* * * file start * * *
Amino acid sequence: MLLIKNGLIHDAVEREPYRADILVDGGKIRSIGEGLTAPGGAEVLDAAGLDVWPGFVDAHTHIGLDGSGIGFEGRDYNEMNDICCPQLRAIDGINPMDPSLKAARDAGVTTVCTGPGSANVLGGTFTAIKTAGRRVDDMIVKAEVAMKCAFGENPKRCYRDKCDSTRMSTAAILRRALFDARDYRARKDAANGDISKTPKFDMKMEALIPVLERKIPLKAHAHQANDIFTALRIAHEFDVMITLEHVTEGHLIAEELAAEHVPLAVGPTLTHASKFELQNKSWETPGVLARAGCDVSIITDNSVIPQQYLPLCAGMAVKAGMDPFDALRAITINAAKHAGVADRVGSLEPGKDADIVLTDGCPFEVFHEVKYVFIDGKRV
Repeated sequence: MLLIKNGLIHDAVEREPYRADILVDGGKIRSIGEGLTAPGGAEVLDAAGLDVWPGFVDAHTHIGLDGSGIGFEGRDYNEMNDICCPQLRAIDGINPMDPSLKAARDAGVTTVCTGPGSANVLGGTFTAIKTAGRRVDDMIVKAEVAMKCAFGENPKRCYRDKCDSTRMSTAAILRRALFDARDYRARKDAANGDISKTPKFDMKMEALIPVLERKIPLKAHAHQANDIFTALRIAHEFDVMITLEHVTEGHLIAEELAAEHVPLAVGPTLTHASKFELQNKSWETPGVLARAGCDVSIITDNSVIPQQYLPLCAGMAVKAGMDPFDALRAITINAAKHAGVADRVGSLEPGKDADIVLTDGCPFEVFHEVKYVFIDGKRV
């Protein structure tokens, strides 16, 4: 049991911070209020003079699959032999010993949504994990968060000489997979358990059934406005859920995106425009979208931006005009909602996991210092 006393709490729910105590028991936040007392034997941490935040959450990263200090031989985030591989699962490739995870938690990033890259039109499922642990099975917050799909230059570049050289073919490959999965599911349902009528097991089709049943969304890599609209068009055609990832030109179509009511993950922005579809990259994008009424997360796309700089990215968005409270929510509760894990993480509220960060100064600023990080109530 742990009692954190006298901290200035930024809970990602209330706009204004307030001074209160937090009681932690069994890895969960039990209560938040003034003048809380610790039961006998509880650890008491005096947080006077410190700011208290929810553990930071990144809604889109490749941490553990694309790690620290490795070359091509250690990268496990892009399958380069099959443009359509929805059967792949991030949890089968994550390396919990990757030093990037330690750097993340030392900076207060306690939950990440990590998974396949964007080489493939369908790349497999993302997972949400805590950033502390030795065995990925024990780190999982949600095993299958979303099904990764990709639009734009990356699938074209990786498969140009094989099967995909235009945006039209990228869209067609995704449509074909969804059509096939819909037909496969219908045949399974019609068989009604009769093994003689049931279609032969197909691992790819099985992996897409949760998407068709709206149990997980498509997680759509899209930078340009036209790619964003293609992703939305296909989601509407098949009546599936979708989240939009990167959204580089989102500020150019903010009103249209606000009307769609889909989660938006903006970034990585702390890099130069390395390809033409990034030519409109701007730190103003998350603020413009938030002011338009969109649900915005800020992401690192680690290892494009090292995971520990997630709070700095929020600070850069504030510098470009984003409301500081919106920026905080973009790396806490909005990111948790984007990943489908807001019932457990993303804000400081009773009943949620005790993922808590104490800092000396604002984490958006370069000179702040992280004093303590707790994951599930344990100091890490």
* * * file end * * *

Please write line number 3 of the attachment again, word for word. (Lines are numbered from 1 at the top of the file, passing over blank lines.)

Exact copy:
């Protein structure tokens, strides 16, 4: 049991911070209020003079699959032999010993949504994990968060000489997979358990059934406005859920995106425009979208931006005009909602996991210092 006393709490729910105590028991936040007392034997941490935040959450990263200090031989985030591989699962490739995870938690990033890259039109499922642990099975917050799909230059570049050289073919490959999965599911349902009528097991089709049943969304890599609209068009055609990832030109179509009511993950922005579809990259994008009424997360796309700089990215968005409270929510509760894990993480509220960060100064600023990080109530 742990009692954190006298901290200035930024809970990602209330706009204004307030001074209160937090009681932690069994890895969960039990209560938040003034003048809380610790039961006998509880650890008491005096947080006077410190700011208290929810553990930071990144809604889109490749941490553990694309790690620290490795070359091509250690990268496990892009399958380069099959443009359509929805059967792949991030949890089968994550390396919990990757030093990037330690750097993340030392900076207060306690939950990440990590998974396949964007080489493939369908790349497999993302997972949400805590950033502390030795065995990925024990780190999982949600095993299958979303099904990764990709639009734009990356699938074209990786498969140009094989099967995909235009945006039209990228869209067609995704449509074909969804059509096939819909037909496969219908045949399974019609068989009604009769093994003689049931279609032969197909691992790819099985992996897409949760998407068709709206149990997980498509997680759509899209930078340009036209790619964003293609992703939305296909989601509407098949009546599936979708989240939009990167959204580089989102500020150019903010009103249209606000009307769609889909989660938006903006970034990585702390890099130069390395390809033409990034030519409109701007730190103003998350603020413009938030002011338009969109649900915005800020992401690192680690290892494009090292995971520990997630709070700095929020600070850069504030510098470009984003409301500081919106920026905080973009790396806490909005990111948790984007990943489908807001019932457990993303804000400081009773009943949620005790993922808590104490800092000396604002984490958006370069000179702040992280004093303590707790994951599930344990100091890490």